Walter Mosley's latest, "When the Thrill Is Gone," is the third installment (after "The Long Fall" and "Known to Evil") in the series featuring Leonid McGill, a tough, philosophic African American private detective who plies his perilous trade in today's
. The book is as complex and thoughtful as its narrator-hero and is also smartly paced, well plotted and elegantly written. And yet, when compared to the author's initial, career-igniting novels about Easy Rawlins, it seems to lack a key ingredient: originality.
For example, early on in the new book, a beautiful woman visits McGill's office and asks him to investigate her fabulously wealthy husband, whom she suspects of infidelity and possibly of murder. McGill knows she's lying about something, but he takes the case anyway. Since the early 1920s, when readers of Black Mask magazine were introduced to hardboiled sleuths in stories by writers such as Carroll
, hundreds of gumshoes have been sent on similar quests by similarly devious females.
This is not the only time-honored trope present. There's the detective's loyal young secretary, an honest cop who's both his nemesis and his begrudging admirer, assorted colorful helpers and, of course, the big city itself, with its mean streets and meaner denizens.
Even McGill's self-analytic musing doesn't quite set him apart from his fictional forebears. He tells us in the new novel: "I had killed men with my bare hands, taken enough punishment to have died many times over myself. I had enemies and a special policeman assigned to bring me down and send me to prison."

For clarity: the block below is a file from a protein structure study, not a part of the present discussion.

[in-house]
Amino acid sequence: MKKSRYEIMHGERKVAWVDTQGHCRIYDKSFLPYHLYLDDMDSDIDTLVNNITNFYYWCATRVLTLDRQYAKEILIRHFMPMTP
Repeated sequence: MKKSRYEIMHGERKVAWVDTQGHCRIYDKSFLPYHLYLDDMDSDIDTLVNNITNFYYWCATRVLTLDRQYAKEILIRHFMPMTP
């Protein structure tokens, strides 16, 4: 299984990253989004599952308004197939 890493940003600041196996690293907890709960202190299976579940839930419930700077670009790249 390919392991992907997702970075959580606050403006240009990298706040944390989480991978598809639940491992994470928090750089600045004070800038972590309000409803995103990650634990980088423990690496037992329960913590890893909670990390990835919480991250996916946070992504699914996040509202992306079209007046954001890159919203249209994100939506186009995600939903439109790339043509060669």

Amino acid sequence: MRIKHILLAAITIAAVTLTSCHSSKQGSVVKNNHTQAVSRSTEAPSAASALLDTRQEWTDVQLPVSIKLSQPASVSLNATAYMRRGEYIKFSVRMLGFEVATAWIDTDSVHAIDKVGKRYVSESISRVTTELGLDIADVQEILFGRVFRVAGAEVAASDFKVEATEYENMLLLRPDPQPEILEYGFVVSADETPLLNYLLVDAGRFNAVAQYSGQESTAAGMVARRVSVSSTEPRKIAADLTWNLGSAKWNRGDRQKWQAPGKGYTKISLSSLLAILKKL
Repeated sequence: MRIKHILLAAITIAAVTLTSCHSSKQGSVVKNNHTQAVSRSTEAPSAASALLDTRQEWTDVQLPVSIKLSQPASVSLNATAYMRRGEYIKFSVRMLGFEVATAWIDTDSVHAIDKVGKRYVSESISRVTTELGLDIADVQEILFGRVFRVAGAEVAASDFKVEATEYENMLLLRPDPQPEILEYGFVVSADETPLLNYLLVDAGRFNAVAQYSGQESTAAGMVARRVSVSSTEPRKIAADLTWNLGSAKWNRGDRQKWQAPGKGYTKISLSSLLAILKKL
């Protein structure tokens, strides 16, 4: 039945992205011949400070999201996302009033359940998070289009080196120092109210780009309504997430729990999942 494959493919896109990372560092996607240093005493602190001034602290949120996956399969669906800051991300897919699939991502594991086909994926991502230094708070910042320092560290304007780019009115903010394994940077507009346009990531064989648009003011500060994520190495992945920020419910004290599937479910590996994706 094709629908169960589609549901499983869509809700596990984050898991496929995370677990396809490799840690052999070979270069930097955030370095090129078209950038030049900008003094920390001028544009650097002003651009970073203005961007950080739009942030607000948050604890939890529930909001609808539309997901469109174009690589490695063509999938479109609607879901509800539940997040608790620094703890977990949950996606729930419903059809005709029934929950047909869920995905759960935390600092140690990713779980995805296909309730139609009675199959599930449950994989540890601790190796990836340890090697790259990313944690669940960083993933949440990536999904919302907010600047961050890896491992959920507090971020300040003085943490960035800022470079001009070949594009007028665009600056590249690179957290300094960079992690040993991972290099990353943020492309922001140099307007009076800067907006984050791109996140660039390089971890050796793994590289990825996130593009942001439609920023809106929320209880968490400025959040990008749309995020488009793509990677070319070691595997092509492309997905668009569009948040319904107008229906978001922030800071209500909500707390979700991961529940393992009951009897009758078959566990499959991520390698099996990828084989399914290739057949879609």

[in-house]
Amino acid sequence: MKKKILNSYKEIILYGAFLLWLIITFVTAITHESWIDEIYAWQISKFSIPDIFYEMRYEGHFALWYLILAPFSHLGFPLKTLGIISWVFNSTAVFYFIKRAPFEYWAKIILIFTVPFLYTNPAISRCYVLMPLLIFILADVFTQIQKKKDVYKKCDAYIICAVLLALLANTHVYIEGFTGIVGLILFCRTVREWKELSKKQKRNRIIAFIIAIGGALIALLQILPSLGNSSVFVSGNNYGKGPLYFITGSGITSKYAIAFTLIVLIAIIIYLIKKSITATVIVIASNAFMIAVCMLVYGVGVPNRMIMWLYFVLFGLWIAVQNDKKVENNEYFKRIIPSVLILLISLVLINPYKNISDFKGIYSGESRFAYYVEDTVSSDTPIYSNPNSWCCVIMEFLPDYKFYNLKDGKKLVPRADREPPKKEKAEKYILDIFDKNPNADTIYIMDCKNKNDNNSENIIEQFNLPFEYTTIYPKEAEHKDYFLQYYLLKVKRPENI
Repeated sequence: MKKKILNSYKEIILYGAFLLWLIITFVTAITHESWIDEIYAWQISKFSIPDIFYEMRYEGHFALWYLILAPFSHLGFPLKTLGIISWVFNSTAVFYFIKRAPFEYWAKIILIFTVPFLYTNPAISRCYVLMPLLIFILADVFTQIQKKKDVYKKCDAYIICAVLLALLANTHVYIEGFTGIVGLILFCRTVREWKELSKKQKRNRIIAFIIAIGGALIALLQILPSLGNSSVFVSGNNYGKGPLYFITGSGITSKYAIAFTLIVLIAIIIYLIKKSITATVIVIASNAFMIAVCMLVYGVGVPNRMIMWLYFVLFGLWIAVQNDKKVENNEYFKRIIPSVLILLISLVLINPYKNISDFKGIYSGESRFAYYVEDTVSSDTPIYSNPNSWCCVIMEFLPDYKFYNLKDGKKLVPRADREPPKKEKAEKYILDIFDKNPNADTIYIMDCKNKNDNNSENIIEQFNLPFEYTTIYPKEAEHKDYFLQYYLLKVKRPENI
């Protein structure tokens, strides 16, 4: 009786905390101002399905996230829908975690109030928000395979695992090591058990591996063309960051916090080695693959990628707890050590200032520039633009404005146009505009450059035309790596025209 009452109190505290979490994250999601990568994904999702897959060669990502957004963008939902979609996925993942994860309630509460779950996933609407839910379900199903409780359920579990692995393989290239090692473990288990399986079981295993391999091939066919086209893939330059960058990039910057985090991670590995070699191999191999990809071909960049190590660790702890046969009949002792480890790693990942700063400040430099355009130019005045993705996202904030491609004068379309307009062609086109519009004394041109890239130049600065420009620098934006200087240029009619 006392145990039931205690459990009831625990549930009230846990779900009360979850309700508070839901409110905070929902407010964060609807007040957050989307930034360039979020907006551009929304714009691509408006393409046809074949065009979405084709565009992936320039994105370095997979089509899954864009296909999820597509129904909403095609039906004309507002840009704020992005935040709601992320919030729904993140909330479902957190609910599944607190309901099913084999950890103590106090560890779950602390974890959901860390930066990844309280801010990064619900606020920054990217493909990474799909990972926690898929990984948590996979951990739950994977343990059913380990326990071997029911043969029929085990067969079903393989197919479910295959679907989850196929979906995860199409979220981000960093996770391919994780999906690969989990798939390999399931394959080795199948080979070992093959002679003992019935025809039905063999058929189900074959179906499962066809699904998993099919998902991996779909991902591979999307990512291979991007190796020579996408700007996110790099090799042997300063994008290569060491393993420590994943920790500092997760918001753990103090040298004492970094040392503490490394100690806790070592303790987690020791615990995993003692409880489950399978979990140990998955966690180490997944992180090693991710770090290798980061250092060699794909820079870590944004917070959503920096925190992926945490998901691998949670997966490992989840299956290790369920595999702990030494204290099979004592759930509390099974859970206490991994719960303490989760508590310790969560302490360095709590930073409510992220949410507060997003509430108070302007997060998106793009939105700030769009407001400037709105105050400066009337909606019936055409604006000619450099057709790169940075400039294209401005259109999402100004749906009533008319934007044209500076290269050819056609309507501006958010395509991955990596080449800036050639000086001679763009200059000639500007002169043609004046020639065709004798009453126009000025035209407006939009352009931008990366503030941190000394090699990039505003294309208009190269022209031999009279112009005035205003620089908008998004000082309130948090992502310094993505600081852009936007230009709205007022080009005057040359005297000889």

Compare that to the comment by another
shamus, Daly's Race Williams, in 1927's "The Snarl of the Beast," one of the very first private eye novels: "The police don't like me. The crooks don't like me. I'm just a halfway house between the law and crime.... My ethics are my own. I'm not saying they're good and I'm not admitting they're bad."
When you're a stylist as talented as Mosley, there's nothing inherently wrong in treating a long-popular sub-genre to a polished prose update. Butunlike his Rawlins books that achieve uniqueness by taking us to post-
Los Angeles as viewed through a black man's eyes, a place as intriguingly unfamiliar to most readers as Middle-earth, McGill's New York isn't that much different from John Shaft's. Or Mike Hammer's, for that matter.
As if to compensate for the series' reliance on traditional detective trappings, Mosley presents his hero with an ungodly amount of professional and personal problems. In addition to investigating the possibly homicidal husband, his stepson
is engaged in several criminal pursuits. Though he no longer loves his unfaithful wife, he stays with her because he feels the children need him. A woman he does love and who loves him refuses any intimacy as long as he remains married. His best friend is dying of cancer. A young man he's mentoring is being pursued by leg-breakers. He's on the verge of being arrested for a crime he did not commit. And he's seeking a home for children orphaned by a hit man while being stalked by that same psychotic killer.
Keeping track of this number of plots and sub-plots and their attending characters is a job that should confound even a master literary juggler.
Mosley takes it in stride, performing his act with remarkable clarity before gracefully gathering a majority of the loose ends for a tidy, satisfying conclusion.
In the company of other series about contemporary private eyes, the McGills hold their own. It's only when stacked next to their creator's premier works that they come up a bit short.